© NASA/Hubble Space Telescope

Mars enters retrograde motion

Dominic Ford, Editor
From the Outer Planets feed

Objects: Mars
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Mars will enter retrograde motion, halting its usual eastward movement through the constellations, and turning to move westwards instead. This reversal of direction is a phenomenon that all the solar system's outer planets periodically undergo, a few months before they reach opposition.

The retrograde motion is caused by the Earth's own motion around the Sun. As the Earth circles the Sun, our perspective changes, and this causes the apparent positions of objects to move from side-to-side in the sky with a one-year period. This nodding motion is super-imposed on the planet's long-term eastward motion through the constellations.

The diagram below illustrates this. The grey dashed arrow shows the Earth's sight-line to the planet, and the diagram on the right shows the planet's apparently movement across the sky as seen from the Earth:


The retrograde motion of a planet in the outer solar system. Not drawn to scale.

2014 apparition of Mars

01 Mar 2014 – Mars enters retrograde motion
08 Apr 2014 – Mars at opposition
14 Apr 2014 – Mars at perigee
19 May 2014 – Mars ends retrograde motion

Observing Mars

Mars enters retrograde motion as its 2014 apparition gets underway, although it has already been visible for some weeks in the pre-dawn sky.

Its celestial coordinates as it enters retrograde motion will be:

Object Right Ascension Declination Constellation Magnitude Angular Size
Mars 13h45m30s 7°53'S Virgo -0.5 11.7"

The coordinates above are given in J2000.0.

From Ashburn , it will be visible in the morning sky, becoming accessible around 22:36, when it reaches an altitude of 9° above your eastern horizon. It will then reach its highest point in the sky at 03:23, 43° above your southern horizon. It will be lost to dawn twilight around 06:22, 27° above your south-western horizon.

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Over the following weeks, Mars will reach its highest point in the sky four minutes earlier each night, gradually becoming visible in the evening sky, as well as the pre-dawn sky, as it approaches opposition.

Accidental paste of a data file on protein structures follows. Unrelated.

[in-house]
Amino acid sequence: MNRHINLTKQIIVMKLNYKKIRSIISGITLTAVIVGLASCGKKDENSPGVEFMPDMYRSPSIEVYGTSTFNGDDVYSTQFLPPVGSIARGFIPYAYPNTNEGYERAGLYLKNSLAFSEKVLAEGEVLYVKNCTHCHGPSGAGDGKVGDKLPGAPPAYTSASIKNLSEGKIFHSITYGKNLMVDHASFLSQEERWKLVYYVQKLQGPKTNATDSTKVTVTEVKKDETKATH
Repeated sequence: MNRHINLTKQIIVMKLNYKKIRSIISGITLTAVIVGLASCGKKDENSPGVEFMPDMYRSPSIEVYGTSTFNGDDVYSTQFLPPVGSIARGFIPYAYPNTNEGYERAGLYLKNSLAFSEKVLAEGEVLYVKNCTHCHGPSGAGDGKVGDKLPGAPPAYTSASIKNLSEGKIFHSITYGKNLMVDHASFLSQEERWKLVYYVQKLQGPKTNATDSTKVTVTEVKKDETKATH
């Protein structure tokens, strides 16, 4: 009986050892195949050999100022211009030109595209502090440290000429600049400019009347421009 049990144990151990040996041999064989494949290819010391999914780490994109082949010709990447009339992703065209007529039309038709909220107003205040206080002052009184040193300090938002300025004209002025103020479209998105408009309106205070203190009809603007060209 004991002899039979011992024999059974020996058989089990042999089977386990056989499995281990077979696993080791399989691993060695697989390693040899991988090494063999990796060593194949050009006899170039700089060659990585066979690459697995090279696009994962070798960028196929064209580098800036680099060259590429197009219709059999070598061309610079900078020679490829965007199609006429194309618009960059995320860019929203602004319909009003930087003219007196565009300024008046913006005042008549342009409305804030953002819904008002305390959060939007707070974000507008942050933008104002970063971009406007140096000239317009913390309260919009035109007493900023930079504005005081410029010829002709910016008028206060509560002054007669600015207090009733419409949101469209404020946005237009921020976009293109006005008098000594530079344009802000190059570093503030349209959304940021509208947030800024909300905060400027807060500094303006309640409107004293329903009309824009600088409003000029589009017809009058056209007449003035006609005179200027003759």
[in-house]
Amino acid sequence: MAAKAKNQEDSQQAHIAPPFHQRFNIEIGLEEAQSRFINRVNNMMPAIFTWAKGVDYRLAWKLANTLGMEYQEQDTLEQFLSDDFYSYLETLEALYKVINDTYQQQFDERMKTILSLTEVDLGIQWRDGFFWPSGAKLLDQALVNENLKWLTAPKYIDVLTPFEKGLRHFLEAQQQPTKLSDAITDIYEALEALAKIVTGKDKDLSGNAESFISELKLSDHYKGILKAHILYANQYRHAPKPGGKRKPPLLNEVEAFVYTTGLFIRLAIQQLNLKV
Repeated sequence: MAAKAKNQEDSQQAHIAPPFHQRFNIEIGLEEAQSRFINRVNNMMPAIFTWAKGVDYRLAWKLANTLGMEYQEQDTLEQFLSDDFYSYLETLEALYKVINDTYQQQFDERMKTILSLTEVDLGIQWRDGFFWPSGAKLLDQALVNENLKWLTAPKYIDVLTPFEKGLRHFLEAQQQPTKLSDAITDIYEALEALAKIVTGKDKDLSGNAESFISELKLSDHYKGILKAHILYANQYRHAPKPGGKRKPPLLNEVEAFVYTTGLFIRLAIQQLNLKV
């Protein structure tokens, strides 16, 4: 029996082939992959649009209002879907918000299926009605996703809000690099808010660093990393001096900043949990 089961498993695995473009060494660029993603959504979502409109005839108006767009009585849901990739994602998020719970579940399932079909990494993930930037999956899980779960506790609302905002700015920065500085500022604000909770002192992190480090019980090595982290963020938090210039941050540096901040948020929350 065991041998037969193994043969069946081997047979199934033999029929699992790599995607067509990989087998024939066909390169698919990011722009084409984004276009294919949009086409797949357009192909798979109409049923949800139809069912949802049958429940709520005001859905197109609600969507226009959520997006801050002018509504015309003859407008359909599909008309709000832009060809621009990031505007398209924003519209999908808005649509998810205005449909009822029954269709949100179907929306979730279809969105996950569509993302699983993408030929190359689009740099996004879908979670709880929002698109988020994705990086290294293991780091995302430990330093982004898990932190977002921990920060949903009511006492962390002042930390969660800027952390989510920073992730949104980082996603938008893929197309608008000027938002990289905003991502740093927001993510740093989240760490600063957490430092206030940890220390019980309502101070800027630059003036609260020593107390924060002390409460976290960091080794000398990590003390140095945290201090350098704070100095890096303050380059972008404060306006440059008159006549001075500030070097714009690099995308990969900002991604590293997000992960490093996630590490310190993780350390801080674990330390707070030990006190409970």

The panels below show the month-by-month change in Mars' apparent size in coming weeks:

Mars
04 Jan 2014
Mars
01 Feb 2014
Mars
01 Mar 2014
Mars
29 Mar 2014
Mars
26 Apr 2014

The table below lists Mars' angular size at brightness at two-week intervals throughout its apparition:

Date Angular size Mag
21 Dec 20136.4”1.0
04 Jan 20147.1”0.8
18 Jan 20147.9”0.5
01 Feb 20148.9”0.2
15 Feb 201410.2”-0.1
01 Mar 201411.7”-0.5
15 Mar 201413.2”-0.9
29 Mar 201414.5”-1.3
12 Apr 201415.2”-1.5
26 Apr 201414.8”-1.3
10 May 201413.8”-1.0
The sky on 01 March 2014
Sunrise
06:42
Sunset
18:02
Twilight ends
19:34
Twilight begins
05:14

30-day old moon
Waxing Crescent

1%

30 days old

Planets
Rise Culm. Set
Mercury 05:38 10:55 16:12
Venus 04:17 09:24 14:31
Moon 06:35 12:36 18:47
Mars 21:45 03:23 09:00
Jupiter 12:52 20:17 03:42
Saturn 23:54 05:02 10:10
All times shown in EST.

Source

The circumstances of this event were computed using the DE430 planetary ephemeris published by the Jet Propulsion Laboratory (JPL).

This event was automatically generated by searching the ephemeris for planetary alignments which are of interest to amateur astronomers, and the text above was generated based on an estimate of your location.

Related news

05 Mar 2012  –  Mars at perigee
08 Apr 2014  –  Mars at opposition
14 Apr 2014  –  Mars at perigee
22 May 2016  –  Mars at opposition

Image credit

© NASA/Hubble Space Telescope

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